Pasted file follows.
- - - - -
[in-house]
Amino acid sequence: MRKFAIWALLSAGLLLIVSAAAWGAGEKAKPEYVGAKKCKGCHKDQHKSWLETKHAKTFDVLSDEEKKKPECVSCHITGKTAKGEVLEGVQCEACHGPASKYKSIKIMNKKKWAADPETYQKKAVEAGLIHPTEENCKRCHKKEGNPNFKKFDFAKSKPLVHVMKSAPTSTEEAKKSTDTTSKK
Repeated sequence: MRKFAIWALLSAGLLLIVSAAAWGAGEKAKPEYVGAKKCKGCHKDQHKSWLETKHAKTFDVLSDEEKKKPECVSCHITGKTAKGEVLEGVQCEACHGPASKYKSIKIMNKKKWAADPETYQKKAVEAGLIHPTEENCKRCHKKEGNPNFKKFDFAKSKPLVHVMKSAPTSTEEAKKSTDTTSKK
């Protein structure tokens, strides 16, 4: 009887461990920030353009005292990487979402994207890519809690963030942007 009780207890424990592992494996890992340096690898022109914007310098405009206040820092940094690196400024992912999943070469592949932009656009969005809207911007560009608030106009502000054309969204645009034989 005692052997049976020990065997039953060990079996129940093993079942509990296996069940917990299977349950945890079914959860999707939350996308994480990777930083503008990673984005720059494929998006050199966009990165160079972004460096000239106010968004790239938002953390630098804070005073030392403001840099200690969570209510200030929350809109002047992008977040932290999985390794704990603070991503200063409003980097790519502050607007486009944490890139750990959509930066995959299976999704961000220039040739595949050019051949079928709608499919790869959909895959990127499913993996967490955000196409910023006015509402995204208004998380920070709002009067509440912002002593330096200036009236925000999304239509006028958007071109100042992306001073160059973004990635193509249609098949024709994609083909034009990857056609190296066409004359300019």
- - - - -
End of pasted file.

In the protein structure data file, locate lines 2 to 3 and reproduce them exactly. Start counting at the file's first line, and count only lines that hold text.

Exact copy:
Amino acid sequence: MRKFAIWALLSAGLLLIVSAAAWGAGEKAKPEYVGAKKCKGCHKDQHKSWLETKHAKTFDVLSDEEKKKPECVSCHITGKTAKGEVLEGVQCEACHGPASKYKSIKIMNKKKWAADPETYQKKAVEAGLIHPTEENCKRCHKKEGNPNFKKFDFAKSKPLVHVMKSAPTSTEEAKKSTDTTSKK
Repeated sequence: MRKFAIWALLSAGLLLIVSAAAWGAGEKAKPEYVGAKKCKGCHKDQHKSWLETKHAKTFDVLSDEEKKKPECVSCHITGKTAKGEVLEGVQCEACHGPASKYKSIKIMNKKKWAADPETYQKKAVEAGLIHPTEENCKRCHKKEGNPNFKKFDFAKSKPLVHVMKSAPTSTEEAKKSTDTTSKK